Mike Dunbar

Owners of pit bulls didn’t like Our View

I don’t hate pit bulls. In fact, I think I might prefer them to some of the folks I’ve encountered online since The Bee’s editorial “Pit bulls can be deadly; hold owners accountable” was posted.

Outraged pit-bull aficionados called the editorial rubbish. Ignorant. A hit piece. One person said the writer was a coward for not signing it.

Let’s dispose of that first. Any “Our View” editorial is published as the voice of The Bee, which includes the permanent members of our editorial board – me, Editor Joe Kieta and Publisher Ken Riddick. While we talk over issues and recommendations, they usually leave the research and writing to me – as they did with this editorial. So it’s not the voice of just one editor.

Columns, like this one, are different. The opinions you find here are all mine. The editor could kill the column, but he wouldn’t tell me what to say. So I’m writing this to let the online commenters know exactly who wrote the editorial – and give them a target if that’s what they want.

If you haven’t read the editorial, the gist of The Bee’s opinion is that communities should have the right to protect themselves from vicious dogs. And that anyone who owns a vicious dog must be held accountable for its actions.

What sparked our editorial was the mauling death of 54-year-old Juan Fernandez in Modesto last month. A neighbor’s four pit bulls had burrowed under a chain-link fence into his yard. Fernandez was attacked as he tried to get them out; when his mother tried to chase them away, she was attacked and remained in critical condition for a week.

Our reporters were told by Stanislaus County Sheriff Adam Christianson that it would be difficult to charge the dogs’ owner since there were few clear signs of negligence and no evidence the owner had tried to turn them mean. District Attorney Birgit Fladager confirmed the sheriff’s analysis.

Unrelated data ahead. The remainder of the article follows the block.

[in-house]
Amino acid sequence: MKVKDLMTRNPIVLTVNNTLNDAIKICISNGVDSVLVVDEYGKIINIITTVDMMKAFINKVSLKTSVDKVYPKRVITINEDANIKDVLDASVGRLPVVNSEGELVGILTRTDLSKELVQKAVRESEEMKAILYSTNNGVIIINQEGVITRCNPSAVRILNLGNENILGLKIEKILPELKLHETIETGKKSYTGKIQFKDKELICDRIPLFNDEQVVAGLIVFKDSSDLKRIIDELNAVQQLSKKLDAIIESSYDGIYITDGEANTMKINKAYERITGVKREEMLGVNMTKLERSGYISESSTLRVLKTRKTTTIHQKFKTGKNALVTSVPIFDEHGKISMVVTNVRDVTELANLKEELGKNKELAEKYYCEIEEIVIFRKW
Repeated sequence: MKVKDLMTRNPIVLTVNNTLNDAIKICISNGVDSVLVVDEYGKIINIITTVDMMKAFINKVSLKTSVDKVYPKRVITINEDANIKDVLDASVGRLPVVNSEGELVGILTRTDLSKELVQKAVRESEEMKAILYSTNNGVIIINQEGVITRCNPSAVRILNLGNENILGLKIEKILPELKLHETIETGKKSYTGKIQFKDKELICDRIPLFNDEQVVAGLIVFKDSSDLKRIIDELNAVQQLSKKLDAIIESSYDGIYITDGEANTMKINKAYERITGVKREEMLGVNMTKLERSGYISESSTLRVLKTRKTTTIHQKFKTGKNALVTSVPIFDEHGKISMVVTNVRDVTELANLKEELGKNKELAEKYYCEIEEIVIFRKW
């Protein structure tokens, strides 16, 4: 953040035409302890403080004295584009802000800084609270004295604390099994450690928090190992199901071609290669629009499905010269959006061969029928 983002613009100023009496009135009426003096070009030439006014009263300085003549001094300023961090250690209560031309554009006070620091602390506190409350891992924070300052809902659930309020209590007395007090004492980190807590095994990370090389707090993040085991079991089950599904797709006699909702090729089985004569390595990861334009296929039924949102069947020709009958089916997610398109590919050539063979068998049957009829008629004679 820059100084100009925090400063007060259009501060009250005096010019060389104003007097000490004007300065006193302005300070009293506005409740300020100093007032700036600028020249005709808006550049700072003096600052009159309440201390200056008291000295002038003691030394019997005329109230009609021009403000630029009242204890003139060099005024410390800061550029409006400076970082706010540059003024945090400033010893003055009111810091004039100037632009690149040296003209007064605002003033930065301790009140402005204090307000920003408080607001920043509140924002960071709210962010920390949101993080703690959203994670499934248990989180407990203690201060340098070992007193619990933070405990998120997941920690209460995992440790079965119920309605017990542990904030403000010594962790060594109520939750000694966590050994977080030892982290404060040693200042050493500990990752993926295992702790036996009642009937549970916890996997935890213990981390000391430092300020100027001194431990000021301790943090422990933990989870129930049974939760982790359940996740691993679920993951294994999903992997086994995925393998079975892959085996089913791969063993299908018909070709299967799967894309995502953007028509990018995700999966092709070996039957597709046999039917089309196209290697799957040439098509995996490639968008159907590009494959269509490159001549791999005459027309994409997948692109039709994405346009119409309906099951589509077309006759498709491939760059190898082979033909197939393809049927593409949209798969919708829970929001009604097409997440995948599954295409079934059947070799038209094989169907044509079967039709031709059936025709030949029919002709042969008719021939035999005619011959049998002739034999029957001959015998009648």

We were outraged, and that came through in the editorial. If the laws are insufficient to hold the owners of killer animals responsible, the laws must change. But we also need laws that will protect residents from dangerous dogs. Unfortunately, California prohibits bans on specific breeds. Other laws – though a little more flexible – prohibit actions that single out specific breeds for special precautions, such as double-fencing or muzzling. That’s just as ridiculous.

People should be able to decide – as a community – the protections that are necessary for their own safety. There is no Second Amendment guarantee to pit-bull ownership.

The Modesto attack has something in common with many others across the nation: The aggressive dogs were described as pit bulls. A Centers for Disease Control and Prevention study found that pit bulls and Rottweilers were responsible for more than two-thirds of all fatal attacks in a 20-year period. So when we start talking about vicious animals, we start with those most frequently linked to the deadly attacks.

That doesn’t sit well with some people. Within eight hours of being posted, our editorial drew 50 comments. Four hours later, it was 90. Now it’s 120. The name-calling started immediately.

Usually, that’s a sign that you’re right. I found one comment particularly interesting. The person said pit bulls are sweet, but a different breed could “not be fooled with.” Is that person saying we should be protected from that breed?

Many readers blasted the websites and studies we quoted. A few recommended others, but we found those studies were often paid for by groups trying to rehabilitate the image of the breed.

Recently, a mountain lion showed up in Turlock, and though no one is attacked, people panicked. Last year, five people were killed by dogs in California – all described as pit bulls or pit-bull mixes. Where’s the panic? The outcry?

Assemblywoman Kristin Olsen met with The Sacramento Bee editorial board Wednesday and was asked about legislation to allow communities to determine for themselves whether or not to allow pit bulls. She said she would not carry it, but might support it.

Last year, a woman was killed in east Stockton by a pit bull. She either lived in Olsen’s district or within a few blocks. That’s two deaths in one year. How many more?

Opinions Page Editor Mike Dunbar can be reached at mdunbar@modbee.com.